App Store issues have devs growling about OS X Lion preview

With the release of the first developer preview of Mac OS X Lion, Apple broke from tradition by offering the preview exclusively through the Mac App Store.

While a novel concept, distribution via the App Store has been anything but smooth, according to TechCrunch. The problem, it seems, stems from a desire on Apple's part to limit the number of people using Lion only to those who should have access.

Rather than posting the Lion preview to the Apple Developer Center - as is the case for pre-release iOS and Snow Leopard builds - developers are required to log in to the App Store and redeem a special code. Unfortunately, Apple appeared to have underestimated the popularity the developer preview would enjoy, with the App Store reportedly slowing to a crawl - or failing completely - in the hours after the preview was announced.

It was at that point that many developers discovered their redemption code was a one-time-only affair; if their download failed (and many reportedly did), they were unable to begin the Lion preview download anew.

Apple also appears to have broken from the usual practice of being able to re-download App Store applications, with the Lion preview only able to be downloaded to one machine, though some have reported success with manually copying the install files to another machine.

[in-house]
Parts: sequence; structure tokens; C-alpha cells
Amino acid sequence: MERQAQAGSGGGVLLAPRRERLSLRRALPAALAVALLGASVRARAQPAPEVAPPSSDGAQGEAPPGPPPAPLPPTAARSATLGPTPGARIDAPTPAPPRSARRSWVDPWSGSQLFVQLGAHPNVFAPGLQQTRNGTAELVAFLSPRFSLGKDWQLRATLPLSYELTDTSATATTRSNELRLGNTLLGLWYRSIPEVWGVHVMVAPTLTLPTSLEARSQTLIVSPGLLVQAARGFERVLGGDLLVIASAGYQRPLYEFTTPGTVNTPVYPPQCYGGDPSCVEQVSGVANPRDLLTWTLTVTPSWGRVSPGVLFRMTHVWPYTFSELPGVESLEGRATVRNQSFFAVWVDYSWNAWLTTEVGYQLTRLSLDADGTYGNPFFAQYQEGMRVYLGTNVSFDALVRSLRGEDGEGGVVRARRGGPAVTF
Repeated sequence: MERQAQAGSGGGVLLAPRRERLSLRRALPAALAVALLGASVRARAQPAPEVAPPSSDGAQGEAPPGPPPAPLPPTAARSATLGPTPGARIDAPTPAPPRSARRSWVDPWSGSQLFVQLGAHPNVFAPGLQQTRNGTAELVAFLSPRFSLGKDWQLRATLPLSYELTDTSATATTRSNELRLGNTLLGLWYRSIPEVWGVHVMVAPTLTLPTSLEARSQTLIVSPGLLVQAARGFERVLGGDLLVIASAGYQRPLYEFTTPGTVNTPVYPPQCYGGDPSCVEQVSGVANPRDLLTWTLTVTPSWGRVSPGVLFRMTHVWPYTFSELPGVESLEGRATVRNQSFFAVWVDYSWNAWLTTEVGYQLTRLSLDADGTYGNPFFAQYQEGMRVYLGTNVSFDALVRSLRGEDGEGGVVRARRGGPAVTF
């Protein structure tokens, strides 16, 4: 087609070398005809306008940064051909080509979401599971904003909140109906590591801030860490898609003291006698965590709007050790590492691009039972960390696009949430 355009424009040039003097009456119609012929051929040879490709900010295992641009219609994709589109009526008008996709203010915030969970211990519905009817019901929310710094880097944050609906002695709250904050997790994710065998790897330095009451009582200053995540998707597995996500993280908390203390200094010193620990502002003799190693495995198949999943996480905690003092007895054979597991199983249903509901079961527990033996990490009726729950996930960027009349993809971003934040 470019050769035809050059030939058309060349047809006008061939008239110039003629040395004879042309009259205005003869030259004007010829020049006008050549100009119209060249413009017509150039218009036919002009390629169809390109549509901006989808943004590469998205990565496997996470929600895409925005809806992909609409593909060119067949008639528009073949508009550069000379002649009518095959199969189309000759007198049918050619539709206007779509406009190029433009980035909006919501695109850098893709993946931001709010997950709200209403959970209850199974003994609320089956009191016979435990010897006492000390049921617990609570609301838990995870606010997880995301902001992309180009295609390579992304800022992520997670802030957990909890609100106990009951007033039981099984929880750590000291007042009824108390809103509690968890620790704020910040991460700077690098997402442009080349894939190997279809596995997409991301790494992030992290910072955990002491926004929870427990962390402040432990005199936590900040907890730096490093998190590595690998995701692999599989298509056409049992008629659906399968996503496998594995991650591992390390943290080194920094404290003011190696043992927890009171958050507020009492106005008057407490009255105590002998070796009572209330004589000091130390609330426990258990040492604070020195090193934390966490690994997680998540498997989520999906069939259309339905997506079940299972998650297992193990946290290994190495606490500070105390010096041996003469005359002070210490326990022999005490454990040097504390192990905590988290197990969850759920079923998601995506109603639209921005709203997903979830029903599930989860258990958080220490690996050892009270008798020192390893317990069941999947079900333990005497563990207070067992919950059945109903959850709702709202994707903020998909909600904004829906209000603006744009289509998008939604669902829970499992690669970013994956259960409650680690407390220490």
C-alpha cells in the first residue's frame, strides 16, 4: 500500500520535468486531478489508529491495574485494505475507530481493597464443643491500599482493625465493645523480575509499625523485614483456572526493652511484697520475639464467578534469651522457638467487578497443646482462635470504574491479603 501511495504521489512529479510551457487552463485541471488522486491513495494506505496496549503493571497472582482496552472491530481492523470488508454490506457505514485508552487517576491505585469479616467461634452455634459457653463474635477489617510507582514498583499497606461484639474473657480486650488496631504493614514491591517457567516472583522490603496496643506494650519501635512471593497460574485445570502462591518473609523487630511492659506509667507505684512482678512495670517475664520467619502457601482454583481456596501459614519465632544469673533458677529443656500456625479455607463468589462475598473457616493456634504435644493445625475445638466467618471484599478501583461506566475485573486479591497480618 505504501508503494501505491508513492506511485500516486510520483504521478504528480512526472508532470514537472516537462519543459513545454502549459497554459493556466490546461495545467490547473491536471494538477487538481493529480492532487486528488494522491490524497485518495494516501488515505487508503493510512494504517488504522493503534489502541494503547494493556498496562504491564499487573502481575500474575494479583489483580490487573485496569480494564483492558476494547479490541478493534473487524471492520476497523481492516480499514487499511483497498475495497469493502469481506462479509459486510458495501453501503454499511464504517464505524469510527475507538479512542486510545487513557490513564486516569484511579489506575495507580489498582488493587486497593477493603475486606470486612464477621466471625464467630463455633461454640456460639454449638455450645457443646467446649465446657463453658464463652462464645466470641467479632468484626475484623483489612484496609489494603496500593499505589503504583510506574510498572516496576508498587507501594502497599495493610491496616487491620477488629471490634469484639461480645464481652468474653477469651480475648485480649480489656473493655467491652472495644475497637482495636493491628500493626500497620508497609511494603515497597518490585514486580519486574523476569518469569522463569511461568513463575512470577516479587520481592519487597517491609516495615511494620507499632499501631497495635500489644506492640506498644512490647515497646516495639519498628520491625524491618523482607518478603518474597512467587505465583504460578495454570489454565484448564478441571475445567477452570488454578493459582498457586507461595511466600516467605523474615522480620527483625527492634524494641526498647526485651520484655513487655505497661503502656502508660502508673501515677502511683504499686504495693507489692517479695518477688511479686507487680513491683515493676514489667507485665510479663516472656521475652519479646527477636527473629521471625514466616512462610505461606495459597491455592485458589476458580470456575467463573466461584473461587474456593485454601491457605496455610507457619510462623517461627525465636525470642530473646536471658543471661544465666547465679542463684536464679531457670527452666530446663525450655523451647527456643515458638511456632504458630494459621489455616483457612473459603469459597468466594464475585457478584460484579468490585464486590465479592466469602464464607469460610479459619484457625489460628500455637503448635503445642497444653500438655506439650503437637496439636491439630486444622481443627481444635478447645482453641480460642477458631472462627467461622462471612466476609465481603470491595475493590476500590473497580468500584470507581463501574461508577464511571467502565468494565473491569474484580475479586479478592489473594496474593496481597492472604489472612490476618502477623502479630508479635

Ironically, Apple's strict distribution methods for the OS X Lion preview, purportedly aimed at stopping piracy, appear to have made little difference - working versions of the preview hit major torrent sites within hours of its release.

As TechCrunch points out, snags in the distribution of the Lion developer preview have some questioning whether the Mac App Store is suited to the task of serving up large files such as operating system releases and updates. With Apple's continuing investment in cloud infrastructure - such as their North Carolina data centre - it's reasonable to think that at some point Apple could look to move update and OS distribution to an App Store model.

Mac OS X Lion is slated for release in Summer 2011 and will bring a range of new features, including a desktop user experience closer to that found on iOS devices.

Image Credit: Apple

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29 Comments

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I downloaded it last night and had no problems, it was a bit slow but only took like 10-15 mins to download

>While a novel concept
How come application store is a novel concept? What about Impulse, Steam, numerous other application stores and Linux repositories?

RealFduch said,
>While a novel concept
How come application store is a novel concept? What about Impulse, Steam, numerous other application stores and Linux repositories?

The idea of distributing a whole OS via an App Store, not the store itself.